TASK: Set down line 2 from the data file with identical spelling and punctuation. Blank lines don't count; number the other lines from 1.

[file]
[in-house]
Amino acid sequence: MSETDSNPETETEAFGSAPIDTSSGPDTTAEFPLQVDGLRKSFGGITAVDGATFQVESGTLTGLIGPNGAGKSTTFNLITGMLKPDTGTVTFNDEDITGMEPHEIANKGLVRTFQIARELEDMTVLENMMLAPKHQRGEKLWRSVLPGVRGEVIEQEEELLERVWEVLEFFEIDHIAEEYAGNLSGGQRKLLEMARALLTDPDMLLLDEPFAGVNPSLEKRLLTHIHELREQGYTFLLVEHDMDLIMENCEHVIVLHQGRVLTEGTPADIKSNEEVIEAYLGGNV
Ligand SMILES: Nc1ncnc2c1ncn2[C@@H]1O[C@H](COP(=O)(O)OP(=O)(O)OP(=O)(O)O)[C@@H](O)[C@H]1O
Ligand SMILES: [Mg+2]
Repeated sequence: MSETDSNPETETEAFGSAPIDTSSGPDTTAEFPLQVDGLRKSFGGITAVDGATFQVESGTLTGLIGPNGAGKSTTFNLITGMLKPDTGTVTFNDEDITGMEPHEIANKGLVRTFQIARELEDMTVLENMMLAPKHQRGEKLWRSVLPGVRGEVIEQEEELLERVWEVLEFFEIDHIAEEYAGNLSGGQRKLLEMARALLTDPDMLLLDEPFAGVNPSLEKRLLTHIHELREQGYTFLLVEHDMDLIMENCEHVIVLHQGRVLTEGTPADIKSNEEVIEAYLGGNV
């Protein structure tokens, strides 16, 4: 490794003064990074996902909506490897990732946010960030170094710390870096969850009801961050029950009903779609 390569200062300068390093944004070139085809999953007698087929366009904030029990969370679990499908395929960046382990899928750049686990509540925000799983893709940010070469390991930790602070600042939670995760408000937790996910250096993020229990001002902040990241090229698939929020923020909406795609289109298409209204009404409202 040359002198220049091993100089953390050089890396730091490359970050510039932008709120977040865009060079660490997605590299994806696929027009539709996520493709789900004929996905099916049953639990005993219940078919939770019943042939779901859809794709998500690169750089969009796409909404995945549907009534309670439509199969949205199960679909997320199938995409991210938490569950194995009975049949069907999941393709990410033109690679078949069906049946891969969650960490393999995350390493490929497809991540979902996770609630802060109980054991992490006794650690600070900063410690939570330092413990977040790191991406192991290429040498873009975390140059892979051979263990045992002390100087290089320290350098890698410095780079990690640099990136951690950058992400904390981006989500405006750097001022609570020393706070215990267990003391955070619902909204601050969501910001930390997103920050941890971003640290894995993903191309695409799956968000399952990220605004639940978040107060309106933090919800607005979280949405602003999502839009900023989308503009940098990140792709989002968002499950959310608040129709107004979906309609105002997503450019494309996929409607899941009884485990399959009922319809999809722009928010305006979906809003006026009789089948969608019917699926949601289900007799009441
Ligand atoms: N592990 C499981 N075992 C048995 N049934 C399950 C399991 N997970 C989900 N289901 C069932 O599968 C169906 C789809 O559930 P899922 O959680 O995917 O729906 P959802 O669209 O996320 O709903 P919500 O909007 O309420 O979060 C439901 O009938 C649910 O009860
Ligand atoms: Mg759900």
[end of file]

Amino acid sequence: MSETDSNPETETEAFGSAPIDTSSGPDTTAEFPLQVDGLRKSFGGITAVDGATFQVESGTLTGLIGPNGAGKSTTFNLITGMLKPDTGTVTFNDEDITGMEPHEIANKGLVRTFQIARELEDMTVLENMMLAPKHQRGEKLWRSVLPGVRGEVIEQEEELLERVWEVLEFFEIDHIAEEYAGNLSGGQRKLLEMARALLTDPDMLLLDEPFAGVNPSLEKRLLTHIHELREQGYTFLLVEHDMDLIMENCEHVIVLHQGRVLTEGTPADIKSNEEVIEAYLGGNV